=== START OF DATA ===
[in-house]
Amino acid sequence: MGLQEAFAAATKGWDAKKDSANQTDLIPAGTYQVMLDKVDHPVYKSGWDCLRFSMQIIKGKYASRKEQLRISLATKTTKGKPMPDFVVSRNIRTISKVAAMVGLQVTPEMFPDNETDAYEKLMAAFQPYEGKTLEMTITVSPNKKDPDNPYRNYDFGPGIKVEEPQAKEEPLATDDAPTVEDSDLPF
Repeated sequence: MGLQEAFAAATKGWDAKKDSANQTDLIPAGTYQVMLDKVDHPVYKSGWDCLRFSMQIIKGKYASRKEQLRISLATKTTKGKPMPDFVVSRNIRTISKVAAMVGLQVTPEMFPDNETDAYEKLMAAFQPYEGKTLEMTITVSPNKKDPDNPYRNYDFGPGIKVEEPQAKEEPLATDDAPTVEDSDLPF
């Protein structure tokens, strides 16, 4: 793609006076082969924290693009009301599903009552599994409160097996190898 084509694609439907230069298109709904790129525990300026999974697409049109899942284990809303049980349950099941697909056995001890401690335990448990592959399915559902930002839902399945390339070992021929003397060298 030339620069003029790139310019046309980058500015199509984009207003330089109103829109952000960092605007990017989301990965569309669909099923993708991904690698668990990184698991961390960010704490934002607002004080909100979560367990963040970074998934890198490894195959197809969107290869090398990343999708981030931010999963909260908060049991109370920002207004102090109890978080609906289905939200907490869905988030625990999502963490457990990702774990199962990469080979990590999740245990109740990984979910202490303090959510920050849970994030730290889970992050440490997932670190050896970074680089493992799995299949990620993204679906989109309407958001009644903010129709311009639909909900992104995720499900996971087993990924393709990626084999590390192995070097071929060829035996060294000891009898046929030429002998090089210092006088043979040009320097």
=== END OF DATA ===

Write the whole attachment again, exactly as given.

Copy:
[in-house]
Amino acid sequence: MGLQEAFAAATKGWDAKKDSANQTDLIPAGTYQVMLDKVDHPVYKSGWDCLRFSMQIIKGKYASRKEQLRISLATKTTKGKPMPDFVVSRNIRTISKVAAMVGLQVTPEMFPDNETDAYEKLMAAFQPYEGKTLEMTITVSPNKKDPDNPYRNYDFGPGIKVEEPQAKEEPLATDDAPTVEDSDLPF
Repeated sequence: MGLQEAFAAATKGWDAKKDSANQTDLIPAGTYQVMLDKVDHPVYKSGWDCLRFSMQIIKGKYASRKEQLRISLATKTTKGKPMPDFVVSRNIRTISKVAAMVGLQVTPEMFPDNETDAYEKLMAAFQPYEGKTLEMTITVSPNKKDPDNPYRNYDFGPGIKVEEPQAKEEPLATDDAPTVEDSDLPF
């Protein structure tokens, strides 16, 4: 793609006076082969924290693009009301599903009552599994409160097996190898 084509694609439907230069298109709904790129525990300026999974697409049109899942284990809303049980349950099941697909056995001890401690335990448990592959399915559902930002839902399945390339070992021929003397060298 030339620069003029790139310019046309980058500015199509984009207003330089109103829109952000960092605007990017989301990965569309669909099923993708991904690698668990990184698991961390960010704490934002607002004080909100979560367990963040970074998934890198490894195959197809969107290869090398990343999708981030931010999963909260908060049991109370920002207004102090109890978080609906289905939200907490869905988030625990999502963490457990990702774990199962990469080979990590999740245990109740990984979910202490303090959510920050849970994030730290889970992050440490997932670190050896970074680089493992799995299949990620993204679906989109309407958001009644903010129709311009639909909900992104995720499900996971087993990924393709990626084999590390192995070097071929060829035996060294000891009898046929030429002998090089210092006088043979040009320097």